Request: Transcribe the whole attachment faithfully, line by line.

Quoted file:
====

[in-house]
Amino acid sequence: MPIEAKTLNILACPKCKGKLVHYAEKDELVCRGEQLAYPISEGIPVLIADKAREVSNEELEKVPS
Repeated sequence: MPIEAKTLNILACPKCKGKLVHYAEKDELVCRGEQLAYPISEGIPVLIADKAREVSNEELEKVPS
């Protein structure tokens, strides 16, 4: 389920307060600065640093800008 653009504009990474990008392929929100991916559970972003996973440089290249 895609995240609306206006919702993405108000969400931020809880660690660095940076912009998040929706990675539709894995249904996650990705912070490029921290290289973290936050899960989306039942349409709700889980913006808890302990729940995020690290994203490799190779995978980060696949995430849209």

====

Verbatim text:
[in-house]
Amino acid sequence: MPIEAKTLNILACPKCKGKLVHYAEKDELVCRGEQLAYPISEGIPVLIADKAREVSNEELEKVPS
Repeated sequence: MPIEAKTLNILACPKCKGKLVHYAEKDELVCRGEQLAYPISEGIPVLIADKAREVSNEELEKVPS
């Protein structure tokens, strides 16, 4: 389920307060600065640093800008 653009504009990474990008392929929100991916559970972003996973440089290249 895609995240609306206006919702993405108000969400931020809880660690660095940076912009998040929706990675539709894995249904996650990705912070490029921290290289973290936050899960989306039942349409709700889980913006808890302990729940995020690290994203490799190779995978980060696949995430849209």